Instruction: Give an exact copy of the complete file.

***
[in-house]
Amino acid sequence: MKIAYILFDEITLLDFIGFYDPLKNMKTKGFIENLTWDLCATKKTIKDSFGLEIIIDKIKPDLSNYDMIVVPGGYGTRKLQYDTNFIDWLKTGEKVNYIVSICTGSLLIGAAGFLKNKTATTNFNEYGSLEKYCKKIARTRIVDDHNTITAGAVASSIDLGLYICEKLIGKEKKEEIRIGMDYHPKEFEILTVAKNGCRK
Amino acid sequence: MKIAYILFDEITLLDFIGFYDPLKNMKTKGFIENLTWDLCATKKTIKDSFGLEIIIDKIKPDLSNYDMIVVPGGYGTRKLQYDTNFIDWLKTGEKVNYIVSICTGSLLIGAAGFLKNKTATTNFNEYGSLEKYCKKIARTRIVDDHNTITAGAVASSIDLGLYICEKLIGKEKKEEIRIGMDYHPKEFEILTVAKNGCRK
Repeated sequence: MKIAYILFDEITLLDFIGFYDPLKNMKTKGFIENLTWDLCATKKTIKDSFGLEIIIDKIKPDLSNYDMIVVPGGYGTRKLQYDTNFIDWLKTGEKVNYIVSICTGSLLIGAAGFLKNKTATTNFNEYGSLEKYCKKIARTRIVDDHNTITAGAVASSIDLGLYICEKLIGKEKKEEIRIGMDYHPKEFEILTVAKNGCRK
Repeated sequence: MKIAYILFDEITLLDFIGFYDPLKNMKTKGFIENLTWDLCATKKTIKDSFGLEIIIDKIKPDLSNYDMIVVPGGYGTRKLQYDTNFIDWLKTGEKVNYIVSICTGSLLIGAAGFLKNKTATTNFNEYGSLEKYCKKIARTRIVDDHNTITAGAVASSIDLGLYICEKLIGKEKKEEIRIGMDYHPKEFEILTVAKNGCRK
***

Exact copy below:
[in-house]
Amino acid sequence: MKIAYILFDEITLLDFIGFYDPLKNMKTKGFIENLTWDLCATKKTIKDSFGLEIIIDKIKPDLSNYDMIVVPGGYGTRKLQYDTNFIDWLKTGEKVNYIVSICTGSLLIGAAGFLKNKTATTNFNEYGSLEKYCKKIARTRIVDDHNTITAGAVASSIDLGLYICEKLIGKEKKEEIRIGMDYHPKEFEILTVAKNGCRK
Amino acid sequence: MKIAYILFDEITLLDFIGFYDPLKNMKTKGFIENLTWDLCATKKTIKDSFGLEIIIDKIKPDLSNYDMIVVPGGYGTRKLQYDTNFIDWLKTGEKVNYIVSICTGSLLIGAAGFLKNKTATTNFNEYGSLEKYCKKIARTRIVDDHNTITAGAVASSIDLGLYICEKLIGKEKKEEIRIGMDYHPKEFEILTVAKNGCRK
Repeated sequence: MKIAYILFDEITLLDFIGFYDPLKNMKTKGFIENLTWDLCATKKTIKDSFGLEIIIDKIKPDLSNYDMIVVPGGYGTRKLQYDTNFIDWLKTGEKVNYIVSICTGSLLIGAAGFLKNKTATTNFNEYGSLEKYCKKIARTRIVDDHNTITAGAVASSIDLGLYICEKLIGKEKKEEIRIGMDYHPKEFEILTVAKNGCRK
Repeated sequence: MKIAYILFDEITLLDFIGFYDPLKNMKTKGFIENLTWDLCATKKTIKDSFGLEIIIDKIKPDLSNYDMIVVPGGYGTRKLQYDTNFIDWLKTGEKVNYIVSICTGSLLIGAAGFLKNKTATTNFNEYGSLEKYCKKIARTRIVDDHNTITAGAVASSIDLGLYICEKLIGKEKKEEIRIGMDYHPKEFEILTVAKNGCRK